A Day In The Life



A day in the life of team Penventon as an NHS Step-Down Lounge

The Team:

Back (left-right)
Chris Flowers. Arthur Lawson. Wes Blake. Mike Richards. Sam Bull. Antony Price. Darren Kaslow. Aaron Pascoe. Dave Meehan. Aaron Rawlings. Kyla Le-Mar.
Front (left-right)
June Powell. Laura Pascoe. Kelly Semmens. Jess Pascoe. Sarah Blenes. Debbee Frost. Rose Pupak.


Almost overnight, life as we knew it changed quite dramatically. From a Hotel with 87 employees, we had to drop to a small core team of ten, and the rest of the hotel were sadly furloughed. The nine of us had to muck in and perform other roles that we would never normally do as we prepared to become an NHS Step-Down Lounge.

Alongside my duties of a Personnel Administrator, I found myself taking my Level 2, Food Hygiene Certificate, so that I could cook two days a week. This was so that I could cover our Head Chef Aaron’s days off. After six weeks, another Penventon chef, Kyla, was un-furloughed and took over my days in the kitchen, which allowed me to go back to my usual duties. Rather than have me attempt to cook a four-star standard menu, Aaron’s first task was to simplify our menu, not only for my benefit, but to suit our new NHS guests’ dietary needs.
Our Night Porter, Mike, not only had to complete his normal duties but also had to support the night care team. On Mikes nights off, Chris, our Head of Maintenance, took on the additional role of Night Porter. To begin with, Kelly our Head Receptionist, excelled in fielding a million calls a day, but as time went on, she also took on the role of helping with service duties. Whilst June, our Head Housekeeper, become our sole cleaning team, cleaning all our NHS and Key Worker rooms, and maintaining public areas. Jess, who was part time in Admin, jumped to full time hours and helped with marketing, bookkeeping, service and cleaning. Sarah in Accounts, worked from home, keeping on top of any payments and payroll duties.
Darren our General Manager and Aaron our Director had to take on so much more and fill in where the gaps were. They kept us organised, focused, supported and together as a team, whilst liaising daily with the care team.

Gradually, we were able to bring a few more of the team in. Antony came back not as Restaurant Supervisor, but as a room cleaner, kitchen porter and Receptionist. Sam and Wes returned to their usual roles but also helped with food service and other additional jobs. Wes also learned some reception duties. Later, as the weeks progressed and we received more NHS guests, Rose and Debbee came back to their roles in Housekeeping to support June, and Arthur started filling in on Mikes nights off, freeing up Chris. Dave also came back and provided valuable help working on our booking engine and various other projects.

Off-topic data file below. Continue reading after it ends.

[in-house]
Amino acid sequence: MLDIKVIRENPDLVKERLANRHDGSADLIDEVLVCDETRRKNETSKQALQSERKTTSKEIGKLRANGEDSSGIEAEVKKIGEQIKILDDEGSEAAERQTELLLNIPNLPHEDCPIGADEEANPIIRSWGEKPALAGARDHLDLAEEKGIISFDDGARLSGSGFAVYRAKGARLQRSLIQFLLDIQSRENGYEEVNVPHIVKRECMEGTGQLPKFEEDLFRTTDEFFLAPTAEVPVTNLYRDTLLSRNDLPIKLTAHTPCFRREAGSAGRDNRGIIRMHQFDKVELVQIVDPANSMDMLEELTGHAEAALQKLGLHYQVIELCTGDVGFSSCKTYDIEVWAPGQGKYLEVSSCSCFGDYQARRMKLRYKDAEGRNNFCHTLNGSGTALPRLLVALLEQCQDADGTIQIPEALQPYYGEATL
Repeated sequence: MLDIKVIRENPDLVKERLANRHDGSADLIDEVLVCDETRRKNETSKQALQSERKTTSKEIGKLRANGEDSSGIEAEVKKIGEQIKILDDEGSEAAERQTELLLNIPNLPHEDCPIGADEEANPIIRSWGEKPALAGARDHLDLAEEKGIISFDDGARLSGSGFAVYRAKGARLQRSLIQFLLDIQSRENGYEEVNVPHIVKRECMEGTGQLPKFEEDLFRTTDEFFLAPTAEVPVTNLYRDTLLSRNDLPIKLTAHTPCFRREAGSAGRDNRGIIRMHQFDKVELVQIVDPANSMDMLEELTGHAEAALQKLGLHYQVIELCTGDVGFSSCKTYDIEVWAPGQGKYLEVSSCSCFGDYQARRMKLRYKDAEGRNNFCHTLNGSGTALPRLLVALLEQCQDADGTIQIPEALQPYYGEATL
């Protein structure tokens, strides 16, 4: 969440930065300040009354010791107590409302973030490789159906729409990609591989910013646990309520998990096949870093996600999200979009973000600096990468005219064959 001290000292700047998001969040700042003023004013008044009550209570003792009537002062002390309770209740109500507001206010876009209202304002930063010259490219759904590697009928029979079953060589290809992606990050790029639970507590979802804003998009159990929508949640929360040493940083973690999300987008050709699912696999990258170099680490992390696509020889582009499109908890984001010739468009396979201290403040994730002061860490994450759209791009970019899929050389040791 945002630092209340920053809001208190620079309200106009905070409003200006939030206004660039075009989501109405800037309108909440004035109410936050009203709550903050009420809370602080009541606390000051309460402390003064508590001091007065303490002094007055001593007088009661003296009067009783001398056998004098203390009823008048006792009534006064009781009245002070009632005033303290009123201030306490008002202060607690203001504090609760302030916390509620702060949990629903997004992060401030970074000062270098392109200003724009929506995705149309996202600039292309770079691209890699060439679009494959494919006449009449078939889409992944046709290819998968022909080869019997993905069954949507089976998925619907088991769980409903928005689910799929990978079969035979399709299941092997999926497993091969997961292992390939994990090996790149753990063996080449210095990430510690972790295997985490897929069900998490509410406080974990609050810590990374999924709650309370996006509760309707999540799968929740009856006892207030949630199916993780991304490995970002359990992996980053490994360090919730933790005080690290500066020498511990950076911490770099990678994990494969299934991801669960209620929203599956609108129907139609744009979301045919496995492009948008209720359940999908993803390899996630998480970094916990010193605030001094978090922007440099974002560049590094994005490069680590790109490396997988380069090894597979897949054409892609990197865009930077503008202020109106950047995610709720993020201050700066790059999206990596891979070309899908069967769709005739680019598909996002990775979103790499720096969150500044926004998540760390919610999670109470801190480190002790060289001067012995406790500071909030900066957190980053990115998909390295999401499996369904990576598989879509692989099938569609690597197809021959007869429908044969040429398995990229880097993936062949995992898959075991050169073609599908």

All of us were ready to jump in, help each other out, and do what we needed to do to get through the day, some of which became very long.

It was a very surreal situation seeing our hotel changed into a care home of sorts. The Step-Down Lounge enabled our local Hospital to free up beds for Covid-19 patients. Our guests were patients of the hospital, who were well enough to leave the hospital but were unable to go home because there was no current care package in place for them there. We were the step in the middle, between Hospital and the guest finally being able to return home.

Our ballroom became a furniture warehouse of sorts, as we had to clear out everything in the bedrooms that was surplus to requirements; the NHS guest rooms could only have single beds.


We built a temporary wooden ramp in our Lounge to enable the guests to be able to get up to the rooms either on a wheelchair or on a hospital bed.


Our staff room and Venetian room became offices for the care team and the administration staff. Instead of guests dining and drinking in our public areas, we had a different clientele of nurses, occupational therapists and carers in their uniforms, and ambulances pulled up outside most days with a new VIP guest.

About a week or two in it became clear that our guests were becoming very bored with mostly the TV for company. The care team were extremely busy, and the guests were confined to their rooms and unable to meet or interact with each other, they also couldn’t receive visitors. We decided to put out an appeal locally via Facebook for jigsaws, books, magazines, colouring in, pens, pencils and puzzle books. Anything that the guests could use to keep themselves entertained and take home with them afterwards. The post was shared and within a couple of days, we were overwhelmed by the kindness and generosity of not only the local people, but from everywhere. We received items from as far as Birmingham and Manchester and most of it was brand new. In a few days, our lounge tables had been full of everything that arrived, the response was incredible and heart-warming to see. We gave our guests some of everything and those that were able, came down and chose for themselves. We received far more than we needed so we shared it with six other local care homes and each one received three bags each while still leaving plenty for our new arrivals.